A year into Generali’s ambitious growth plan, it looks set to meet its promises. The three-year strategic plan, branded Generali 2021, aims to allow Generali to reclaim its leadership in the European insurance market. The insurer had already completed a financial turnaround after being hit by the 2008 financial crisis.

Financially, the plan consists of growing earnings per share by 6-8%, to raise dividend levels by between 55% and 65%, and to deliver a return on equity of 11.5% over three years. Based on August’s interim results, it was on track to reach those goals.

Generali’s overall strategy matters because it plans to significantly grow its third-party assets under management. The Italian insurer’s asset management business lags Germany’s Allianz and France’s Axa. According to IPE’s Top 400 Asset Managers rankings, Generali’s non-captive AUM was just shy of €19bn at the end of 2018. This compares with Axa Investment Managers’ €252bn and Allianz Global Investors’ €319bn.

As part of its plan to build a “focused, global asset management platform”, Generali has overhauled the structure of its asset management business. The Generali Investments brand consists of two asset management companies: Generali Investment Partners (GIP) and Generali Insurance Asset Management (GIAM). GIP focuses on unconstrained strategies, including equity and fixed income as well as alternatives, while GIAM provides expertise in liability-driven investment (LDI) solutions. Generali Investment Holdings (GIH) provides support for both businesses.

The company is also growing the breadth of its asset management platform. It has opted for a multi-boutique approach to enrich its offering and attract third parties. The company has bought a stake in US-based Aperture Investors, a provider of unconstrained multi-asset strategies. It has also invested in Lumyna, a liquid-alternatives platform formerly owned by Merrill Lynch, and Sycomore, a ESG-focused boutique manager. In April, the company invested €1bn in ThreeSixty Investments, a provider of multi-asset strategies.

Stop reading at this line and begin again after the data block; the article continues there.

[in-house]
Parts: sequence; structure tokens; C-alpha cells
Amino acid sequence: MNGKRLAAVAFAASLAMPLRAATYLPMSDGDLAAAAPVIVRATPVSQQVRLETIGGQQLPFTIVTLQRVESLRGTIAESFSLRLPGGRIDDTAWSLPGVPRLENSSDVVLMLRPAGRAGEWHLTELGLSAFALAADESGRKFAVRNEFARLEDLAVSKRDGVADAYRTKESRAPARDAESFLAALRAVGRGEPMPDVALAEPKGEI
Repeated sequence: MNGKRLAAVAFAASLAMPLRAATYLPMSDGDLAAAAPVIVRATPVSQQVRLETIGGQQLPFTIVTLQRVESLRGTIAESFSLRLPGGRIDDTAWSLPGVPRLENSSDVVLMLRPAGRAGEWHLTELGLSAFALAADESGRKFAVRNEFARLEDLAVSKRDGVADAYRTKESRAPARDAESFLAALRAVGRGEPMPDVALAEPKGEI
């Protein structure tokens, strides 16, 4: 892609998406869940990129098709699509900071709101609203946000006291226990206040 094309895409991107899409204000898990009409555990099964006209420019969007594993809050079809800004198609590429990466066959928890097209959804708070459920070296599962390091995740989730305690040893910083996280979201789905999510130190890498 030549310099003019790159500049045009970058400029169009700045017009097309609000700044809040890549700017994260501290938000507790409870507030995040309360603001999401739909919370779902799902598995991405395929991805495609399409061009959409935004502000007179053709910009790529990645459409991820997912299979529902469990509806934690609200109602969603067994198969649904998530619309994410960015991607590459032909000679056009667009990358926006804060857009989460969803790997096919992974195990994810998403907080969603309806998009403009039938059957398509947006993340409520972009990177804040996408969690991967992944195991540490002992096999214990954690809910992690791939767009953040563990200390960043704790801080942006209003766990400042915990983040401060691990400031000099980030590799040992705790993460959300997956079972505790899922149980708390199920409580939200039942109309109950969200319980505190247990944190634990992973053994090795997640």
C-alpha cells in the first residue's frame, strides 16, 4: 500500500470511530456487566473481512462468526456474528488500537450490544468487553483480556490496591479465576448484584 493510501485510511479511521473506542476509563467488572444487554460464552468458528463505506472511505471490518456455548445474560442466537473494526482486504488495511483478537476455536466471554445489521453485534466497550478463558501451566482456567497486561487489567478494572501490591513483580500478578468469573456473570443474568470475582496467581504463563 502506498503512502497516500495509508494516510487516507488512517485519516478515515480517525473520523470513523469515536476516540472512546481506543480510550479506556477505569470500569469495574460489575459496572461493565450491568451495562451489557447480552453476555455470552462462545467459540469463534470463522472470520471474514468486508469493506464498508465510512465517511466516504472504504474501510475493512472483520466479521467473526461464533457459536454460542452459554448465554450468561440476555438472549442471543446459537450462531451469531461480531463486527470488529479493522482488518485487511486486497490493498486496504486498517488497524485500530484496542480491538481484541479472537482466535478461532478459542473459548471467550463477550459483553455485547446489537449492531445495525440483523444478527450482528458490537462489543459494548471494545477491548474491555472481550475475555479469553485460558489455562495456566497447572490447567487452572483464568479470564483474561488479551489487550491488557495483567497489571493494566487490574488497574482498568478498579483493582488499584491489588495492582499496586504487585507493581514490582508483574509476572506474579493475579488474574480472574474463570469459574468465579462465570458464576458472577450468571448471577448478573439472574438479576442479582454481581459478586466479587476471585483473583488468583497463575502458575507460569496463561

francesco martorana

Francesco Martorana, CEO of GIAM, says the goal is to grow Generali Investment’s net income to €400m in 2021, double the 2017 level. The share of revenues from third-party assets is to grow from 6% to 35% over the same period. He adds that the group is focusing on profitability and revenues from third-party assets, rather than setting an AUM target.

The multi-boutique approach is key. Martorana explains: “The philosophy underpinning the multi-boutique approach is to provide our clients with a differentiated view of the market. Each investment team from the different boutiques has a strong degree of autonomy and specialises on specific asset classes or strategies, where they have a deep and proven expertise.”

The insurer also aims to grow the third-party assets managed by its property investment unit. Generali Real Estate is about to launch nine cross-border funds. It is diversifying its office and residential-focused portfolio into shopping centres, logistics and real estate debt. This strategy also consists of building or acquiring boutique investment managers.